After enlisting in the United States Navy and training in Illinois, Carter enrolled in the Officer Development School with a focus on medicine. In what his superiors described as a ‘strong stomach’ for treating injuries was really just the distancing tactic Carter had been teaching himself his whole life: Seeing other human beings as resources — objects.
Carter graduated as an Ensign and earned his first promotion to Lieutenant Junior Grade while serving with the Seventh Fleet, a forward-deployed fleet at Yokosuka, Japan. It was during the Peacetime Exercises of 1989 where Carter earned his second promotion, to Lieutenant, for demonstrating outstanding knowledge of human physiology and emergency response protocol.
Carter has never been disciplined or reprimanded for any negative or disgraceful activity while in service. His record reads like a textbook — like there is not even a real person attached to it. He earned a temporary leave from service to attend his mother’s funeral in late 1989. His mother was killed in a traffic accident during a freak snowstorm outside of Kansas City. An emotionless Carter buried his mother without even a word of respect in her honor. Most would chalk it up to deep sadness.
While on leave, Carter was able to connect with old friends and lovers. He even had a brief affair with two women, promising each of them a future together. The women did not know each other and Carter did not see what he was doing as being wrong. He did not see is words as being misgiving, because there was never any truth behind them. What he was saying meant nothing to him because of distancing — he wasn’t even really there — in his mind — just operating himself like a marionette.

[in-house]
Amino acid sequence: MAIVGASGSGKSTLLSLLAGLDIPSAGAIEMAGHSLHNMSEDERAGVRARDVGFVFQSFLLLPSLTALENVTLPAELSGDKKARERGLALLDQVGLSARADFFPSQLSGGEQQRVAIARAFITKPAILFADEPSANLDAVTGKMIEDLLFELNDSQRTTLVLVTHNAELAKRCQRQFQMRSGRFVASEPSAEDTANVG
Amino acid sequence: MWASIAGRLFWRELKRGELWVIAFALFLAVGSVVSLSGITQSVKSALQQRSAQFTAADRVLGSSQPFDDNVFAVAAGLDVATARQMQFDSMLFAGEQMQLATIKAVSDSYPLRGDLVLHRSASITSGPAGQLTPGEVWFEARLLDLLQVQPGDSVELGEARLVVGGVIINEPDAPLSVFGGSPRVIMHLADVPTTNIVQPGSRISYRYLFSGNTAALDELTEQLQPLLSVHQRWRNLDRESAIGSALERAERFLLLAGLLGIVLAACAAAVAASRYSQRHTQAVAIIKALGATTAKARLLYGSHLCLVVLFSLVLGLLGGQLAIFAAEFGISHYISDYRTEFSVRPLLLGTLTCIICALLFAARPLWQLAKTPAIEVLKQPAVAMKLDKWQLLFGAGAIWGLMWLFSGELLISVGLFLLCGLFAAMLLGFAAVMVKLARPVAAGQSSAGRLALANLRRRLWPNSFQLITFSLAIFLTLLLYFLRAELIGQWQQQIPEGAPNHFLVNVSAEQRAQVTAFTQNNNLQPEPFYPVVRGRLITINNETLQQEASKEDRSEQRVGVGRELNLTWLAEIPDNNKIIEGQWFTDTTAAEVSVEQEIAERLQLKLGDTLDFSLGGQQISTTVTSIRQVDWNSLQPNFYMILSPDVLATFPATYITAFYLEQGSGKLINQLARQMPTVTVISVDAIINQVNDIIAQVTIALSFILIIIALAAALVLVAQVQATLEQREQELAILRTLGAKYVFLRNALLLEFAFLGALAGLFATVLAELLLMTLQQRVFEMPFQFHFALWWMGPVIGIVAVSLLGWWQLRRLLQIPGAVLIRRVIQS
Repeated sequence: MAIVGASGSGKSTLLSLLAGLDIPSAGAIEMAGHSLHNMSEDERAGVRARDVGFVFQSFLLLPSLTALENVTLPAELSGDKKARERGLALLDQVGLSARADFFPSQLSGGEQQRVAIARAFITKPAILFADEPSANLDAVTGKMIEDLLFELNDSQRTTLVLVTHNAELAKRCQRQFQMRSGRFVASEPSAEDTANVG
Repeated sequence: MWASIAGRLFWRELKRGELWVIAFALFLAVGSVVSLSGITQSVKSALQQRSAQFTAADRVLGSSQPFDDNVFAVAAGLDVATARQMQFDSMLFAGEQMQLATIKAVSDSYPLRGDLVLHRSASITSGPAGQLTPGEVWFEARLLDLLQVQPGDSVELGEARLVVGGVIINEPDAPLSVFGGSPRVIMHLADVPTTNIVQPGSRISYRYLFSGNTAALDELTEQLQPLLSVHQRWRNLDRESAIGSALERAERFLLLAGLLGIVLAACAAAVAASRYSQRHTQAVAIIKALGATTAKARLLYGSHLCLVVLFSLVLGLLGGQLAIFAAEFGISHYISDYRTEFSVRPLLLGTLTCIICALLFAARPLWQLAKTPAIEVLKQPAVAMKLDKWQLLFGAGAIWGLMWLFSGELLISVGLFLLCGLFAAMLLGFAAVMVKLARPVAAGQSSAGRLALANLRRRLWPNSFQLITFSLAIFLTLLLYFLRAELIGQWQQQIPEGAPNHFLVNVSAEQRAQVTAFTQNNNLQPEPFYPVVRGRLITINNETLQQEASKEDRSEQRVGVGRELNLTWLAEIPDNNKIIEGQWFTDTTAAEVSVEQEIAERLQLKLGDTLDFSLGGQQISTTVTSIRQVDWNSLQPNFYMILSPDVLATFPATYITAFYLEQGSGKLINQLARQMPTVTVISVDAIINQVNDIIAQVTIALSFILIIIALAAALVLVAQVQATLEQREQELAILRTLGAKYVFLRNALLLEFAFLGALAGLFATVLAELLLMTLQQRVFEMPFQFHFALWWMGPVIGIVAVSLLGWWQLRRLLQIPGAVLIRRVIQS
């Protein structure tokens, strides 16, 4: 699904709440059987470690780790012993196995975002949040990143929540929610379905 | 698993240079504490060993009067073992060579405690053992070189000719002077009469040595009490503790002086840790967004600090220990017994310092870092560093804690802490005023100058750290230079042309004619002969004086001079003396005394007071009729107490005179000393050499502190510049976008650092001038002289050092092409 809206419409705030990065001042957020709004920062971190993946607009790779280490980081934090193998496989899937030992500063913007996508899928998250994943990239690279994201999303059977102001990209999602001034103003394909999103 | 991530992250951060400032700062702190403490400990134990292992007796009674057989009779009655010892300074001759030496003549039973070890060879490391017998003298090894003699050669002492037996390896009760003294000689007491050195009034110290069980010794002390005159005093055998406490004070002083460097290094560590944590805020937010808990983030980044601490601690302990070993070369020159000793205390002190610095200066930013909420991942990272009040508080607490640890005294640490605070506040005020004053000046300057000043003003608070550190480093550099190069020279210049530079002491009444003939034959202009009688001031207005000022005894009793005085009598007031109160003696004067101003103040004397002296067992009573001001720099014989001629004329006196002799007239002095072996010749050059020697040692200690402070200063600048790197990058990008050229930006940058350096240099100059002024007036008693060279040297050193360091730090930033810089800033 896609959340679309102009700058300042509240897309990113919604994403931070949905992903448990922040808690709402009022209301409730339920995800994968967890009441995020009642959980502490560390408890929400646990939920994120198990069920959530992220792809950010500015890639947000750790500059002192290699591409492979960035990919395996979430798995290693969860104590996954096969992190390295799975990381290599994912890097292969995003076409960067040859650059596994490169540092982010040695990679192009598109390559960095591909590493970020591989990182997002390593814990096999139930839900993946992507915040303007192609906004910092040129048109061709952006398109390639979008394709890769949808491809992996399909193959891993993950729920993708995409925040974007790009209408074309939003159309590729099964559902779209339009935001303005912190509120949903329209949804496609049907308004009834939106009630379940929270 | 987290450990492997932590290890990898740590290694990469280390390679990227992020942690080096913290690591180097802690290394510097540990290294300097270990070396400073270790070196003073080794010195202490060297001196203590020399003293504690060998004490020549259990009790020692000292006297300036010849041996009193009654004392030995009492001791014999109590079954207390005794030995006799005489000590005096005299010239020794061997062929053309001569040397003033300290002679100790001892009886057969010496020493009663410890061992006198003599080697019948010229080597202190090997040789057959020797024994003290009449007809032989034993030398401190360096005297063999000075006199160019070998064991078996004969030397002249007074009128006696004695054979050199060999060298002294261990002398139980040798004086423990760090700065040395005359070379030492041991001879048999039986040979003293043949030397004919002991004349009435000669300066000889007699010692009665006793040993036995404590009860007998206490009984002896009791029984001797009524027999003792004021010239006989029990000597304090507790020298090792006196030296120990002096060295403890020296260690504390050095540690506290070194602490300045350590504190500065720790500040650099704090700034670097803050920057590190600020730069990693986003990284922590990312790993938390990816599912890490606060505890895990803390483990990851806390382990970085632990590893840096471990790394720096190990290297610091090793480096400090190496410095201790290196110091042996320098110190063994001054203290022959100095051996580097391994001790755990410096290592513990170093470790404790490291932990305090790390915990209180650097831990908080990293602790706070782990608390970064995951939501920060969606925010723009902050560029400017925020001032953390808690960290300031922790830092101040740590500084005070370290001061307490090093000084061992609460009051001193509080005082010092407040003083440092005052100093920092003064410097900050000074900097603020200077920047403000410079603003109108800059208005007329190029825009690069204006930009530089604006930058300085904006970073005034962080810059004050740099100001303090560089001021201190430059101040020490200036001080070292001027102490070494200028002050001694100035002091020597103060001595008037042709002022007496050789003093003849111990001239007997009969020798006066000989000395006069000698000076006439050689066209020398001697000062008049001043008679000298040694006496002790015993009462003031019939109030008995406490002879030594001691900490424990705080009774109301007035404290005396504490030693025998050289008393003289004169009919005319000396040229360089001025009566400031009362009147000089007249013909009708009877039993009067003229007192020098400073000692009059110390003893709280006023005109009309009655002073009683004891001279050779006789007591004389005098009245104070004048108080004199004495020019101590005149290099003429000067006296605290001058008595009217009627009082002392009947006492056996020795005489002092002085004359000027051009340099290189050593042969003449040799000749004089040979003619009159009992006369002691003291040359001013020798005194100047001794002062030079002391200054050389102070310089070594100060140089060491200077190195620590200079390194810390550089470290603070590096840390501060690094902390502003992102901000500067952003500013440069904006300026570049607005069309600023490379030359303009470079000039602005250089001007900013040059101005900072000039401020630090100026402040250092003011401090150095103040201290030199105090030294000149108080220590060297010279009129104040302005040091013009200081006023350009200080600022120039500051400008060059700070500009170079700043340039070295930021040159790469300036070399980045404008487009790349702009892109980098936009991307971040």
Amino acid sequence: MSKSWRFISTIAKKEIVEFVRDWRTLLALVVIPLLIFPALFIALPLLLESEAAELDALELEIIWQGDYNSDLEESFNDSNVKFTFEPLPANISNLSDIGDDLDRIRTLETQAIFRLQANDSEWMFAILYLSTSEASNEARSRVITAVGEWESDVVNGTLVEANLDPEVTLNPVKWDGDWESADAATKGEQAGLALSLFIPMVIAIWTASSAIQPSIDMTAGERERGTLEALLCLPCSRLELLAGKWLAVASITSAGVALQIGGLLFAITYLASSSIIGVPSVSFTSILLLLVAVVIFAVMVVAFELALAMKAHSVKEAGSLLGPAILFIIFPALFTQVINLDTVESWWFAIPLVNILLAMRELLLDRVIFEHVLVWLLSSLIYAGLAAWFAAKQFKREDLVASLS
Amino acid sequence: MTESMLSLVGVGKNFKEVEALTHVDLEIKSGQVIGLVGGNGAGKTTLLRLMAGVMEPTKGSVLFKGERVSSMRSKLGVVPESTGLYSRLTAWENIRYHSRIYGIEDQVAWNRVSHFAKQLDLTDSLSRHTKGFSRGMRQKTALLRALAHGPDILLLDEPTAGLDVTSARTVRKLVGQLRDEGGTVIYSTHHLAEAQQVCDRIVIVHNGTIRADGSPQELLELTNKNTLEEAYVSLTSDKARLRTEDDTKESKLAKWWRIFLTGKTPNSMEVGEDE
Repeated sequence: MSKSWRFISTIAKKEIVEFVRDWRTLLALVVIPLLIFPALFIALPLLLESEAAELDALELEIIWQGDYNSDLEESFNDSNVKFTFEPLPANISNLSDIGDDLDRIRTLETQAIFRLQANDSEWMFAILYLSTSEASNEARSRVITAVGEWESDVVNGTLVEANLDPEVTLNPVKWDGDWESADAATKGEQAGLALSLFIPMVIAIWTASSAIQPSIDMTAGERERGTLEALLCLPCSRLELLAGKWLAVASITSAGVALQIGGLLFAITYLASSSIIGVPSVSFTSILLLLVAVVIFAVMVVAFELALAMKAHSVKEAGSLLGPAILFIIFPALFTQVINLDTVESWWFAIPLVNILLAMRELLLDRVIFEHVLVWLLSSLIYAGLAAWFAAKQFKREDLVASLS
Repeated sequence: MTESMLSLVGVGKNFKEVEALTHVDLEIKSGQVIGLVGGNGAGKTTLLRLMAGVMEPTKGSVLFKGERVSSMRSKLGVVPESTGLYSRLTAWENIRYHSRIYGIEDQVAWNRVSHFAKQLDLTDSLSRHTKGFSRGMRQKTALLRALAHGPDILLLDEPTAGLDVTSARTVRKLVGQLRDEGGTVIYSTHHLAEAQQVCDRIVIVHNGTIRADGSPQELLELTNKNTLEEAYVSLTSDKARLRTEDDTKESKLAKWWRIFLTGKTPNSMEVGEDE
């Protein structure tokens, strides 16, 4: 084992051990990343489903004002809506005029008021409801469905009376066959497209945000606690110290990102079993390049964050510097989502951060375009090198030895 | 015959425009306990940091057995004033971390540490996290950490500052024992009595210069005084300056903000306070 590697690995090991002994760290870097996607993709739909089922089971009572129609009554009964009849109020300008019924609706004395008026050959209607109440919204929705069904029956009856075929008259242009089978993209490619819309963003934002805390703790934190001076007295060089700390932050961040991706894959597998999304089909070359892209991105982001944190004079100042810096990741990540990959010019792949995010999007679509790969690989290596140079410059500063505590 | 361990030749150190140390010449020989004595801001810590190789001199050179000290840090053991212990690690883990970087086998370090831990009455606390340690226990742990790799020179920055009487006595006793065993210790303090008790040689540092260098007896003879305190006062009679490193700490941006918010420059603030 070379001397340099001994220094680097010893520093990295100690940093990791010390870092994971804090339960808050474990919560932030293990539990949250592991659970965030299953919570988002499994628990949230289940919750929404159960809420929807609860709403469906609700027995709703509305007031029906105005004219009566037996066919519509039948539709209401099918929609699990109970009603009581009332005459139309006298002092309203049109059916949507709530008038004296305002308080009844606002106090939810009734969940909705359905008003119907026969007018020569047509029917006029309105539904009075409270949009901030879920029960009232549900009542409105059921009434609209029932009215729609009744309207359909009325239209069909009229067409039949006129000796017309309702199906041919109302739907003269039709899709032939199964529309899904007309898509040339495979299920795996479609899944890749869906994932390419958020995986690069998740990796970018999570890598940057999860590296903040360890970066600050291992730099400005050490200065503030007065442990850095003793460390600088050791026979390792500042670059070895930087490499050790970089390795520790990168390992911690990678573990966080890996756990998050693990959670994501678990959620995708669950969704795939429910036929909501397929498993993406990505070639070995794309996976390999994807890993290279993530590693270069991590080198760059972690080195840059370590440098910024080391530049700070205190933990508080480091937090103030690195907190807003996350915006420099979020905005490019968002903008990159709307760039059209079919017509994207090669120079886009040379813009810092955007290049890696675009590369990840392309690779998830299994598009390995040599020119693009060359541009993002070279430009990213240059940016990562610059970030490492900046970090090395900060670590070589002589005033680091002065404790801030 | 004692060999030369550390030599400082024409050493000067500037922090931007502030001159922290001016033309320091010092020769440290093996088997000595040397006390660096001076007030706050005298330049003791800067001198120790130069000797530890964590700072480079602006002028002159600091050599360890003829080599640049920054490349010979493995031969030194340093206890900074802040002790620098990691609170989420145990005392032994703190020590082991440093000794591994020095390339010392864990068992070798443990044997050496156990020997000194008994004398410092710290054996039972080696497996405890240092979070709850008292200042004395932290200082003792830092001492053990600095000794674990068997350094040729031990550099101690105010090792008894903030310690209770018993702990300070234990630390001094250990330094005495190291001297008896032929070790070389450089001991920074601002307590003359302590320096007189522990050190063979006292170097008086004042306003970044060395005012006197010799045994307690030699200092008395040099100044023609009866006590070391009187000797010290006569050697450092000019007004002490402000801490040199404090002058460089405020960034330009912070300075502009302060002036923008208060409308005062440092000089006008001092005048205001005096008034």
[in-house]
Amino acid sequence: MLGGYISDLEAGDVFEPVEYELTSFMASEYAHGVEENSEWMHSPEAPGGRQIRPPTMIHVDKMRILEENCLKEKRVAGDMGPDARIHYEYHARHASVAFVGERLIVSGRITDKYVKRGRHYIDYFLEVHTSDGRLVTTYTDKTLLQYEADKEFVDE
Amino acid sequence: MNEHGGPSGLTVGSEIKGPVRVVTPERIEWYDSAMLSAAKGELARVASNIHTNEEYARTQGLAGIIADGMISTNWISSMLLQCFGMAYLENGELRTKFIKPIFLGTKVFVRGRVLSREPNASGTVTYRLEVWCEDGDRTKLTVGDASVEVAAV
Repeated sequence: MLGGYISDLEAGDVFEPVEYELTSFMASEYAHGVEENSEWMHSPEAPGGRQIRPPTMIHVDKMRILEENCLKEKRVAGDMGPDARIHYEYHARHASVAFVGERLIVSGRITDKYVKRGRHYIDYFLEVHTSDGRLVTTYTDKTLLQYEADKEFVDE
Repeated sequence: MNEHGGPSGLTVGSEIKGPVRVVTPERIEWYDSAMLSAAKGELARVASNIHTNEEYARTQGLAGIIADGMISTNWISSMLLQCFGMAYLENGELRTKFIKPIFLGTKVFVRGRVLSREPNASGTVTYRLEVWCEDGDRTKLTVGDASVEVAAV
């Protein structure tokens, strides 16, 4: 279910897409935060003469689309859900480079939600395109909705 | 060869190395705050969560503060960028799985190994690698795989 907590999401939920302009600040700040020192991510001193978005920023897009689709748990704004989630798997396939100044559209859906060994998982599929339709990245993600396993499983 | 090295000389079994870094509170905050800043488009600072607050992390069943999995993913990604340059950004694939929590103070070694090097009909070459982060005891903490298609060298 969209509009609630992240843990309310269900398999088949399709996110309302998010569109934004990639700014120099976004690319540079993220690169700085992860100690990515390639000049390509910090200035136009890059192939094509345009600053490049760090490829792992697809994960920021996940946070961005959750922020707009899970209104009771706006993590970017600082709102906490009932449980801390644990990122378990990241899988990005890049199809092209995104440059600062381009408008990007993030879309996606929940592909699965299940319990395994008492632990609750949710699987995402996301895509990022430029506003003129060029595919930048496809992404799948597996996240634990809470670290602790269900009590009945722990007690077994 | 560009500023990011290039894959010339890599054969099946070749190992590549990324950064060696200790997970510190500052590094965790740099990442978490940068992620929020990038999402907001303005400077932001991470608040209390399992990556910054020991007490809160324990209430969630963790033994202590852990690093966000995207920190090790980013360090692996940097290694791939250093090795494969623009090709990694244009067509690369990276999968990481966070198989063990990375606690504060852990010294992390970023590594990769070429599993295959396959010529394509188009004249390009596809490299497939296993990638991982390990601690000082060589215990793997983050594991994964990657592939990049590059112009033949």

Carter returned to the Seventh Fleet at Guam in early 1990 where he was positioned on board the USS Frank Cable, a submarine tender. Shortly thereafter, and fictionally speaking, the USS Frank Cable experienced a massive engine fire that resulted in the sinking of the vessel at night on its way back to port Apra Habor, Guam. An unknown number of the roughly 1,300 crew members aboard evacuated the ship before sinking. Carter was pulled from the water by Bowman, marking the first occasion the two characters met.
IF CARTER LIVED
Sometimes I ask myself what if Carter was the one who survived at the end of The Ocean? Would he be rescued? Would he tell the truth of what happened? If he told the truth would be be imprisoned or forgiven? Would he skew the truth to foster sympathy for his plight?
The truth is, if Carter lived, he would have eaten Bowman, no doubt. If Carter was rescued, his testimony would leave Bowman out — and any mention of cannibalism. Remember, Carter is trying to fly under the radar. He does not want to draw attention to any detail being hidden. Rather than elaborate or lie, he simply nips various aspects of a story in the bud — erasing them entirely from existence.
Carter is a master at controlling people and circumstances. Reshaping reality — the reality as others understand it — is his way of maintaining complete control, because he will be the only one with an idea of the complete picture; a power he cannot, by design, relinquish.